Microsoft released a preview of its Skype Translator technology today as an app for Windows 8.1. Skype Translator, first demoed in May during the Code Conference in Rancho Palos Verdes, Calif., provides near-real-time translation of typed and spoken messages.
At the event, Gurdeep Pall, corporate vice president of Skype and Lync, carried on a Skype video conversation with a German colleague, Diana Heinrichs. Skype Translator wowed attendees with its ability to provide on-the-fly spoken and text translations. A few hiccups aside, the app and its underlying cloud-based technology generated accurate translations and kept up with the speakers.
Today, the general public can take a crack at it, but with some limitations.
Pall returned to the Skype Big Blog on Dec. 15 “to announce the first phase of the Skype Translator preview program.” The program covers just two spoken languages, English and Spanish, for the time being.
Fans of Skype’s instant messaging capabilities have more options. Pall revealed that “40+ instant messaging languages will be available to Skype customers who have signed-up via the Skype Translator sign-up page and are using Windows 8.1 on the desktop or device.”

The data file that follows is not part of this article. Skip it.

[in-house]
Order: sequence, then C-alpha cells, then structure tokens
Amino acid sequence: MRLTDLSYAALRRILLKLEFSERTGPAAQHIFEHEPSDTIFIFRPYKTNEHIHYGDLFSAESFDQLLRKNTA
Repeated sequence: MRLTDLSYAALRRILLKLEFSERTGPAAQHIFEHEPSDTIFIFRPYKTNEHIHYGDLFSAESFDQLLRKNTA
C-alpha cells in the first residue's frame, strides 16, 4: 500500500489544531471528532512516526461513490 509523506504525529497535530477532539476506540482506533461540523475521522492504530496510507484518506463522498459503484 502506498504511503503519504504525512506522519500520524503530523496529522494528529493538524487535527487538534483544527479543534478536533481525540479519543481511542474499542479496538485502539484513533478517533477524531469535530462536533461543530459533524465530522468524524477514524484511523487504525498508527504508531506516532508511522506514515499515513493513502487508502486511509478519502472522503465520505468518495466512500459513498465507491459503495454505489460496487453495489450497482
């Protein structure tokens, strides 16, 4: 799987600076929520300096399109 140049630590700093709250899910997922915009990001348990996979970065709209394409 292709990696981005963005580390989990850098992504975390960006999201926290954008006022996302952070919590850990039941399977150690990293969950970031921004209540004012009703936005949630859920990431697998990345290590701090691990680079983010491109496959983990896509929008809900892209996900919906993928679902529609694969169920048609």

Microsoft envisions that Skype Translator, and technologies like it, will enable information sharing and collaboration in personal, education and corporate contexts that transcend borders and languages. “Skype Translator will open up endless possibilities for people around the world to connect, communicate and collaborate; people will no longer be hindered by geography and language,” said Pall.
Machine learning makes Skype Translator tick, Microsoft Program Manager Mo Ladha and Chris Wendt, Microsoft Research group program manager, explained in a separate Skype Garage post.
“Skype Translator’s machine learning protocols train and optimize speech recognition (SR) and automatic machine translation (MT) tasks, acting as the glue that holds these elements together,” they explained. “This ‘glue’ transforms the recognized text to facilitate translation.”
Error rates were reduced with the “advent of Deep Neural Networks (DNNs) for speech recognition, pioneered by Microsoft Research,” said Ladha and Wendt, enabling the software giant to begin commercializing the technology. “At the same time, the dream of global human-to-human communication was a major motivating factor and driving force for the MSR [Microsoft Research] researchers working on this technology,” they added.
The more users who put Skype Translator through its paces, the better it gets, said Pall. “We are starting with English and Spanish, and as more people use the Skype Translator preview with these languages, the quality will continually improve.”
Encouraging users to sign up for the preview, Pall said Microsoft needs the public’s “help to expedite new language releases.” Ultimately, the company hopes to blanket the globe with the tech.
“Our long-term goal for speech translation is to translate as many languages as possible on as many platforms as possible and deliver the best Skype Translator experience on each individual platform for our more than 300 million connected users,” said Pall.